Turn back the hands of time and Jess’ family home might feel a little familiar to her. As a little girl, she in fact once spent a lot of time on this very plot – the bungalow that occupied just a tiny portion of this seaside spot once belonged to her granny. Her family owned nearby Harlyn House (which they decided to pass into the hands of The Pig hotel a few years ago) where she also spent many years living as a child, but together with Ash decided that home for them needed to be something different, something new, something they could completely and utterly put their stamp on. ‘Harlyn was home, yes, but it’s just so unrealistic to live in that scale of property because it needs so much repair. When you sort one end, the other starts falling apart again and we didn’t have the funds or the time to give the house what it deserved anymore. It was time to start a new chapter,’ explained Jess.
The couple toyed with the idea of buying another, smaller period property inland or building afresh somewhere with beach views, but it was the latter that won the debate. ‘We knew that the family who bought the bungalow hadn’t gone ahead in the end to develop the land, so we got in touch and, low and behold, they were thinking of moving so we bought it back off them and away we went,’ she continued. Staggeringly, it took just over a year from bulldozing the bungalow to walking in, keys in hand, ready for their first family Christmas in their new home.
When designing their new home, Jess was very clear that she didn’t want it to feel in any way ‘big glass box’. All shiny and new from the exterior wasn’t her cup of tea, and so she specified wanting the charm of a period property’s nooks and crannies that, through both the interior and exterior design, she could make feel as though her home had evolved over time. ‘We made sure to set aside a chunk of budget for landscaping the garden as that always gets forgotten and it needed to play its part in softening everything too. It’s full of wildflowers and just feels so…natural,’ Jess pondered.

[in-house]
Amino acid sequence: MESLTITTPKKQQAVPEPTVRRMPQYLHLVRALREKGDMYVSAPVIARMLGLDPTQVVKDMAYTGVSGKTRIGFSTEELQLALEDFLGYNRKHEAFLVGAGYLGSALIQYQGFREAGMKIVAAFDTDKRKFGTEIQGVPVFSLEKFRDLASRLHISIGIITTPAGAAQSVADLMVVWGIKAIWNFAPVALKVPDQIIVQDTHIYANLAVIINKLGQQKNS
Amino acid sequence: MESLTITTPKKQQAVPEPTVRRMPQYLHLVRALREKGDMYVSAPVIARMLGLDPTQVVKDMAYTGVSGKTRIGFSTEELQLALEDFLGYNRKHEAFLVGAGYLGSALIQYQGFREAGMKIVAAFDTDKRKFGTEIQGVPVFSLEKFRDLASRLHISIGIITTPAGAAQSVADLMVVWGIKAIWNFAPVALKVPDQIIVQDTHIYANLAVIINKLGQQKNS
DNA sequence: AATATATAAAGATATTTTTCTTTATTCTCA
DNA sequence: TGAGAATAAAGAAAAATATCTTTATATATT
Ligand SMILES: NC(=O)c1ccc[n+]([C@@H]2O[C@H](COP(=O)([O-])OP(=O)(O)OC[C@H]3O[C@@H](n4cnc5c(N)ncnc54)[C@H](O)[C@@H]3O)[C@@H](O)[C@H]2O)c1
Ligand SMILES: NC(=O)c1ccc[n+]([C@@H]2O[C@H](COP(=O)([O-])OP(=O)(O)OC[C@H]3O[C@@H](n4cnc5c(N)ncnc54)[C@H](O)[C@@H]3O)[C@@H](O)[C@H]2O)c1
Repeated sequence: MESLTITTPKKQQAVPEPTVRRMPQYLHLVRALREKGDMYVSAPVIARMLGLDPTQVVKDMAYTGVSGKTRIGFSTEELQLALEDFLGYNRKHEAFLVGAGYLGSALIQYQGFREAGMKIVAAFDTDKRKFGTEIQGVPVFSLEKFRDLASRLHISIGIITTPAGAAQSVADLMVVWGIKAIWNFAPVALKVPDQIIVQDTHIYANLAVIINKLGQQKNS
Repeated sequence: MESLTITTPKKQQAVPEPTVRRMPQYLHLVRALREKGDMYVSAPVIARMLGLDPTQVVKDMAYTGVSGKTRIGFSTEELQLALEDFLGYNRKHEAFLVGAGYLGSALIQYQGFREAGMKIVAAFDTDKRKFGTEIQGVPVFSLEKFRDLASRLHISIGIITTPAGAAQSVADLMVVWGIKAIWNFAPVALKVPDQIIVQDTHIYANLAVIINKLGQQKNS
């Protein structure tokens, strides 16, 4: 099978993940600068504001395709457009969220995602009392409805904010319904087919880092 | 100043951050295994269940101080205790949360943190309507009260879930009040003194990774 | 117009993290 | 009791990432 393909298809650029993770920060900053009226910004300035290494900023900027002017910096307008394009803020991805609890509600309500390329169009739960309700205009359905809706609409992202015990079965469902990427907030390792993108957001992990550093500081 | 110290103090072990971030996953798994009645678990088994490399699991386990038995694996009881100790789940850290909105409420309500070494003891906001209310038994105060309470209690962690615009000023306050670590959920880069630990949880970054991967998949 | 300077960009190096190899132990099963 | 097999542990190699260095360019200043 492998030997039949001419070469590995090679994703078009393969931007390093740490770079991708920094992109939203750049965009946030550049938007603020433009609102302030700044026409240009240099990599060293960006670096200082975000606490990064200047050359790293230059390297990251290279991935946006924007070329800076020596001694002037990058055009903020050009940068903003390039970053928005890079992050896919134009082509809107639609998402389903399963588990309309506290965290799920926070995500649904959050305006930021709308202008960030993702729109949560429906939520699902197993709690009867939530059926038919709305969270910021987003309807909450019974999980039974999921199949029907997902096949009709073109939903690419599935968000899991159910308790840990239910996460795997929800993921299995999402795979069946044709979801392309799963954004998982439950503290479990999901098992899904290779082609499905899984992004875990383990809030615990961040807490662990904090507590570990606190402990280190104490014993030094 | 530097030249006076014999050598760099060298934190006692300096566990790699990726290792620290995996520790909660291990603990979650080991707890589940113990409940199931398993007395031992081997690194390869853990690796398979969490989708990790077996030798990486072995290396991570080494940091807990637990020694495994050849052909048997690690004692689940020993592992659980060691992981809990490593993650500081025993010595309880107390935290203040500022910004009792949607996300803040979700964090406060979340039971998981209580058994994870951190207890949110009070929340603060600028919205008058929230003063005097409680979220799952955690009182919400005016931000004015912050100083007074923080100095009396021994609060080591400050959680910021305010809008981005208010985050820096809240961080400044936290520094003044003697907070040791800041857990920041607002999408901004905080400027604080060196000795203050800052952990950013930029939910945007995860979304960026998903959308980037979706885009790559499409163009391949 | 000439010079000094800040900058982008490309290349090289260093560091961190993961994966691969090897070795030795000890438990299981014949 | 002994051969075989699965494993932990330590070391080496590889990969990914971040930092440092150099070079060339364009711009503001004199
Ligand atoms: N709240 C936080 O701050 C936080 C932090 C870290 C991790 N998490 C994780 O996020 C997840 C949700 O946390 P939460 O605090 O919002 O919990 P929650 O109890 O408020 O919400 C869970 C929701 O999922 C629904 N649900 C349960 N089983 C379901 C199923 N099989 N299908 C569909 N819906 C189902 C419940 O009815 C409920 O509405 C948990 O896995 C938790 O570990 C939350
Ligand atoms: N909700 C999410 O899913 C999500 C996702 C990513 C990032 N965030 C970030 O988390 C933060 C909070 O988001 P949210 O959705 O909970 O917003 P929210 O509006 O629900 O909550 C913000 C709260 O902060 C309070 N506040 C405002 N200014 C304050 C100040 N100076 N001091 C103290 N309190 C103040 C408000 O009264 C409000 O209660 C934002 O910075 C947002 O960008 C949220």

Back to all things interiors, Jess was no stranger to Neptune. Having had the original oak Henley kitchen in the holiday apartment in which they stayed during the renovation of both The Pig at Harlyn and their new home, she had her sights firmly set on the very same kitchen for their forever home. ‘I did have that beach house vibe vision in my head and so that swayed us from having the exact same oak kitchen to the version of Henley that’s painted. Pinterest was screaming at me with its Hamptons-style beach houses so I said, let’s do it, let’s go all white. It seemed crazy with two little people in our life, I know, but your home is for you too, not just the kids. Plus, they don’t stay little or grubby for long do they? So we went white everything – white countertops, white cabinetry, white Aga.’